The components of President Barack Obama’s jobs plan meet with general approval — and there even is bi-partisan support for some of the ideas — at least until the public is told that the plan is Obama’s. But there remains skepticism in the latest Economist/YouGov Poll that the President’s proposals will create a significant number of new jobs. Only 32% believe the President’s jobs plan will create a significant number of new jobs; 39% say it won’t. And when Americans look backwards, many don’t see the 2009 stimulus package as having helped the economy. Only one in four say it did; a majority believes it either had no effect or hurt the economy.

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The measures just described are a part of President Obama's jobs plan. Taken together, do you think it would create a substantial number of new jobs in the U.S. or not?

Would create a substantial number of new jobs

32%

Would not create a substantial number of new jobs

39%

Not sure

29%

In February 2009, Congress passed President Obama's $787 billion economic stimulus bill. Overall, do you think that the 2009 stimulus bill helped or hurt the economy?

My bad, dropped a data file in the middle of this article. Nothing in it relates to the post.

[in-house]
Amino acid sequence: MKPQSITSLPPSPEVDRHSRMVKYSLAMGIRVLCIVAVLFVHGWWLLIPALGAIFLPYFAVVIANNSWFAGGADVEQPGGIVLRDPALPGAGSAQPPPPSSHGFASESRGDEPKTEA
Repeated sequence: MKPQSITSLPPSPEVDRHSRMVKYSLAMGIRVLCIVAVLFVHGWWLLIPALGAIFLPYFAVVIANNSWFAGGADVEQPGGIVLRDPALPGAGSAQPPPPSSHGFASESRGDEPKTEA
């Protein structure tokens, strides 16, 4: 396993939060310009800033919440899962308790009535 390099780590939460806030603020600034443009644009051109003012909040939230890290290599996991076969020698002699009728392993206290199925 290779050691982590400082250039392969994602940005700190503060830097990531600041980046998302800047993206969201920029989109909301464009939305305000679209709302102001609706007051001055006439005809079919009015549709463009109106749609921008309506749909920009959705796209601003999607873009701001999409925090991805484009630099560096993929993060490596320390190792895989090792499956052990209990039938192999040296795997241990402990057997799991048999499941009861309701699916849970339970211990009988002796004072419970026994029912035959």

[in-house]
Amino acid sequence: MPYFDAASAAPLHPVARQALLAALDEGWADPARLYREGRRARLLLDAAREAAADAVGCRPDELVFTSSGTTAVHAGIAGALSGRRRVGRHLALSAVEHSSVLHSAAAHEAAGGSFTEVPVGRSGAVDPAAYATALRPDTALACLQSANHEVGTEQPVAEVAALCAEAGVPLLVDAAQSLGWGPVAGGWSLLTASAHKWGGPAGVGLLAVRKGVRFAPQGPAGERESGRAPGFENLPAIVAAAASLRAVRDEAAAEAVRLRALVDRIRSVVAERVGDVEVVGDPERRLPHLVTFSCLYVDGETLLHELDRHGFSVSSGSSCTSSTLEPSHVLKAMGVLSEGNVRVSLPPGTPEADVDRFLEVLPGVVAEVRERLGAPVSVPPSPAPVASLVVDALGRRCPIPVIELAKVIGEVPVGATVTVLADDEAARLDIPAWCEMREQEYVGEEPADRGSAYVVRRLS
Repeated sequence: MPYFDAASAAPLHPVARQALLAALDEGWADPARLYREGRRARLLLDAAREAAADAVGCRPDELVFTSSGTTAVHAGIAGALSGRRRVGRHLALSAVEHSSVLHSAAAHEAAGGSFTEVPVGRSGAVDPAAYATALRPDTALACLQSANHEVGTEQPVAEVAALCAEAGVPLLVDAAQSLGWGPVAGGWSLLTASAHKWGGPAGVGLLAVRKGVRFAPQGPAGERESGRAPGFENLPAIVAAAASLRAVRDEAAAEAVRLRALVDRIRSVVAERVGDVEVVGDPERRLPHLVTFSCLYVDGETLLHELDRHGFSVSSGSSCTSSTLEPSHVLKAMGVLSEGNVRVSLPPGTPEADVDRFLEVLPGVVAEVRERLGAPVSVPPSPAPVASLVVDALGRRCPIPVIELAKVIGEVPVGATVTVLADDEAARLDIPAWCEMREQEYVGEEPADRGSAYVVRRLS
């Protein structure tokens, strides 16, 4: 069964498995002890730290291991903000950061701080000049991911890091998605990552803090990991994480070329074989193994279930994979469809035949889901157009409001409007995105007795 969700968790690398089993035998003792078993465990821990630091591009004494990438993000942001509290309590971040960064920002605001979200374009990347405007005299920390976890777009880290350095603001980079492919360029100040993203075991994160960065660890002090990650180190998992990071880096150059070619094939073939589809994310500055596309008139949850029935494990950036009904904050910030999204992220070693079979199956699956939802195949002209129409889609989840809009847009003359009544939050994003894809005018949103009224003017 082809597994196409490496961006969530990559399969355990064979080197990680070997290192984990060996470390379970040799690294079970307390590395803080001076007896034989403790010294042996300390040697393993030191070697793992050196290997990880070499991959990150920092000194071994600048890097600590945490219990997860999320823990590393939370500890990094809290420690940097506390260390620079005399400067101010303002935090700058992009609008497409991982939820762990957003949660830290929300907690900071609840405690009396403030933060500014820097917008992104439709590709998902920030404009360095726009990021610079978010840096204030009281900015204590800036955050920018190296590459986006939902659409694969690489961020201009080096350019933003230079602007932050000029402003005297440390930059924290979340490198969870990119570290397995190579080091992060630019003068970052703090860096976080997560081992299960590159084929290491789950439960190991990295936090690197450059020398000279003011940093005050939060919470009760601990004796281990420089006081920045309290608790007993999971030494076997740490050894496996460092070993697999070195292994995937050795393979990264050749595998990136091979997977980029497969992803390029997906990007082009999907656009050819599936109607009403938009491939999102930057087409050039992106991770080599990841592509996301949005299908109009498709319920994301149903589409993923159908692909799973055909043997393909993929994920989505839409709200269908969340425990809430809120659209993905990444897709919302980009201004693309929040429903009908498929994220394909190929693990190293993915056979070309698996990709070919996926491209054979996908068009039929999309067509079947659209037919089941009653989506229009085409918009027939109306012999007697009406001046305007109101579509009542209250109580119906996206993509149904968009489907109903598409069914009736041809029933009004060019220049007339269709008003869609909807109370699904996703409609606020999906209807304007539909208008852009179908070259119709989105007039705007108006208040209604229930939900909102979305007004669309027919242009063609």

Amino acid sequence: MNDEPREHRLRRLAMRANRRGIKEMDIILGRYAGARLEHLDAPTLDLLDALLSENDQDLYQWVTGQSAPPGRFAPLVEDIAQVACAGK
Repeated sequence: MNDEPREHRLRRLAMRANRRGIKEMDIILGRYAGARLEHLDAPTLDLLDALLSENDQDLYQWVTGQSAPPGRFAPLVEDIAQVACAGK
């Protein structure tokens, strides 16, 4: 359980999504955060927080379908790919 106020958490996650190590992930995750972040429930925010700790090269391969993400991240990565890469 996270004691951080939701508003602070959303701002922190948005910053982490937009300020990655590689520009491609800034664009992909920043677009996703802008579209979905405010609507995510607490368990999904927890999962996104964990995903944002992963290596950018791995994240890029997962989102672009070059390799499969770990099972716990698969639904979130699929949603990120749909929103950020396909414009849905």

35%

25% 23%

16%

Helped

No effect

Hurt

Not sure

The public supports several aspects of the current jobs plan, however. They want spending — for highways and transit, for school construction, for hiring teachers, police and firefighters. They would give tax credits to businesses for hiring the longterm unemployed, and for hiring disabled military veterans. Smaller pluralities would extend unemployment benefits and extend the Social Security tax cut for
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workers. Nearly half favor raising revenues with a 5.6% tax hike for those whose incomes exceed $1 million.

Do you favor or oppose the following measures to stimulate the economy and create jobs? (Asked of half of respondents)